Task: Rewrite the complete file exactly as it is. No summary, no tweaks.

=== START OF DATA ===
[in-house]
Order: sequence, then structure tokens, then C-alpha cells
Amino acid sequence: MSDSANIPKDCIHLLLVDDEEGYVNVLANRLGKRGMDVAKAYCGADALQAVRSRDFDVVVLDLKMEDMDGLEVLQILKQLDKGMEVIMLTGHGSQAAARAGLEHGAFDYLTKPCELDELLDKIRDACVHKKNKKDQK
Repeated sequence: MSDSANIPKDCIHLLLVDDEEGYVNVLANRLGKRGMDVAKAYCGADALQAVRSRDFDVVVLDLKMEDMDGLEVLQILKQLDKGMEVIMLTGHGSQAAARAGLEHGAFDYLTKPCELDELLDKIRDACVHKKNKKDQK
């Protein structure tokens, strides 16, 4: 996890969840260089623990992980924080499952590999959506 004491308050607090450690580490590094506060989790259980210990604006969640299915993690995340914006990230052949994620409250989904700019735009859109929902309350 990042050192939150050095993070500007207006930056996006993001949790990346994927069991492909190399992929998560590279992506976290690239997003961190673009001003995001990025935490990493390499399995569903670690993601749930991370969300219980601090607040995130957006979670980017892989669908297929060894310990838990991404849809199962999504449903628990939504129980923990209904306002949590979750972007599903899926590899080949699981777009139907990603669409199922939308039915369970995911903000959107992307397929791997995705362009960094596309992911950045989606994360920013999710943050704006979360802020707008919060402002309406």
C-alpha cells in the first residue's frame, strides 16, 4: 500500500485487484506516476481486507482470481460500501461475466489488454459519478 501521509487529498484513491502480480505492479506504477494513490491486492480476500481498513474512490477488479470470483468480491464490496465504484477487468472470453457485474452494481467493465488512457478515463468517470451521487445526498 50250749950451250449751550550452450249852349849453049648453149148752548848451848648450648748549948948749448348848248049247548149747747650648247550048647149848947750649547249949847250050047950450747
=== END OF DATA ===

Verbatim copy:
[in-house]
Order: sequence, then structure tokens, then C-alpha cells
Amino acid sequence: MSDSANIPKDCIHLLLVDDEEGYVNVLANRLGKRGMDVAKAYCGADALQAVRSRDFDVVVLDLKMEDMDGLEVLQILKQLDKGMEVIMLTGHGSQAAARAGLEHGAFDYLTKPCELDELLDKIRDACVHKKNKKDQK
Repeated sequence: MSDSANIPKDCIHLLLVDDEEGYVNVLANRLGKRGMDVAKAYCGADALQAVRSRDFDVVVLDLKMEDMDGLEVLQILKQLDKGMEVIMLTGHGSQAAARAGLEHGAFDYLTKPCELDELLDKIRDACVHKKNKKDQK
């Protein structure tokens, strides 16, 4: 996890969840260089623990992980924080499952590999959506 004491308050607090450690580490590094506060989790259980210990604006969640299915993690995340914006990230052949994620409250989904700019735009859109929902309350 990042050192939150050095993070500007207006930056996006993001949790990346994927069991492909190399992929998560590279992506976290690239997003961190673009001003995001990025935490990493390499399995569903670690993601749930991370969300219980601090607040995130957006979670980017892989669908297929060894310990838990991404849809199962999504449903628990939504129980923990209904306002949590979750972007599903899926590899080949699981777009139907990603669409199922939308039915369970995911903000959107992307397929791997995705362009960094596309992911950045989606994360920013999710943050704006979360802020707008919060402002309406």
C-alpha cells in the first residue's frame, strides 16, 4: 500500500485487484506516476481486507482470481460500501461475466489488454459519478 501521509487529498484513491502480480505492479506504477494513490491486492480476500481498513474512490477488479470470483468480491464490496465504484477487468472470453457485474452494481467493465488512457478515463468517470451521487445526498 50250749950451250449751550550452450249852349849453049648453149148752548848451848648450648748549948948749448348848248049247548149747747650648247550048647149848947750649547249949847250050047950450747